Low-Carbon Heat Solutions for Heavy Industry: Sources, Options, and Costs Today

Lead PI: Julio Friedmann, Zhiyuan Fan, Ke Tang

Unit Affiliation: Center on Global Energy Policy (CGEP)

October 2019 - Ongoing
Project Type: Research Outreach

DESCRIPTION: Recent studies indicate there is an urgent need to dramatically reduce the greenhouse gas emissions from heavy industrial applications (including cement, steel, petrochemicals, glass and ceramics, and refining). Heavy industry produces roughly 22 percent of global CO₂ emissions. Of these, roughly 40 percent (about 10 percent of total emissions) is the direct consequence of combustion to produce high-quality heat, almost entirely from the combustion of fossil fuels. This is chiefly because these fuels are relatively cheap, are widely available in large volumes, and produce high-temperature heat in great amounts.

Many industrial processes require very large amounts of thermal energy at very high temperatures (more than 300°C and often more than 800°C). For example, conventional steel blast furnaces operate at about 1,100°C, and conventional cement kilns operate at about 1,400°C. In addition, many commercial industrial facilities require continuous operation or operation on demand. The nature of industrial markets creates challenges to the decarbonization of industrial heat. In some cases (e.g., steel, petrochemicals), global commodity markets govern product trade and price. Individual national action on the decarbonization of heavy industry can lead to trade disadvantage, which can be made acute for foundational domestic industries (in some cases, with national security implications). This can also lead to offshoring of production and assets, leading to carbon “leakage” as well as local job and revenue loss (with political consequences). In many cases, lack of options could lead to dramatic price increases for essential products (e.g., cement for concrete, an essential building material). Risk of carbon leakage, price escalation, and trade complexity limits the range of policy applications available to address this decarbonization need.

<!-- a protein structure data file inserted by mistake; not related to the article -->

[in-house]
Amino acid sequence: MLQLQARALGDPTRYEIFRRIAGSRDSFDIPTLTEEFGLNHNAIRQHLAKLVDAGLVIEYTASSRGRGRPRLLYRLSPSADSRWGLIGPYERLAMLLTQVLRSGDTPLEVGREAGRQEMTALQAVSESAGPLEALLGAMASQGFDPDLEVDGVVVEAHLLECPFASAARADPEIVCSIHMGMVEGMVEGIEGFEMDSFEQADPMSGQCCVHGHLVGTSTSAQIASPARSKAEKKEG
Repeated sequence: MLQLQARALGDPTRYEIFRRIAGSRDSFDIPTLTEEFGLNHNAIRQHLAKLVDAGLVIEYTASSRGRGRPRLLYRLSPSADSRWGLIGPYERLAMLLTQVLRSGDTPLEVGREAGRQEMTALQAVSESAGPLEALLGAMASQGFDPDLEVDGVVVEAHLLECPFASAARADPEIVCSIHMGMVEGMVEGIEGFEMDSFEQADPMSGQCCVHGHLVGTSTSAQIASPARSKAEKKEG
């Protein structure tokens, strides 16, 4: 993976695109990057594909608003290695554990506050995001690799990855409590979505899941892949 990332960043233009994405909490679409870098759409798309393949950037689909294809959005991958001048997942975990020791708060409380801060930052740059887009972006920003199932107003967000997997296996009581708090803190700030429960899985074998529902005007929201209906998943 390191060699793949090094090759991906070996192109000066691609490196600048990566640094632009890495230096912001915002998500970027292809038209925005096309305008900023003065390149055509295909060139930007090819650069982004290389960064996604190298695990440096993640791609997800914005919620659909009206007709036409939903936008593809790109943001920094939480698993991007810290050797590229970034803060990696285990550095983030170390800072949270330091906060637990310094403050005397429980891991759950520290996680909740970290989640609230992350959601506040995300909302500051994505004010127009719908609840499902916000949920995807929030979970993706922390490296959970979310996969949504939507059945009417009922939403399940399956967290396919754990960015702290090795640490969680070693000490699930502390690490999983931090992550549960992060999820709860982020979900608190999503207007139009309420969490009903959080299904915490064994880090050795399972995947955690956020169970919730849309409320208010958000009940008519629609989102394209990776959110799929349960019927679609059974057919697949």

To explore the topic of industrial heat decarbonization, the authors undertook an initial review of all options to supply high temperature, high flux, and high volume heat for a subset of major industrial applications: cement manufacturing, primary iron and steel production, methanol and ammonia synthesis, and glassmaking.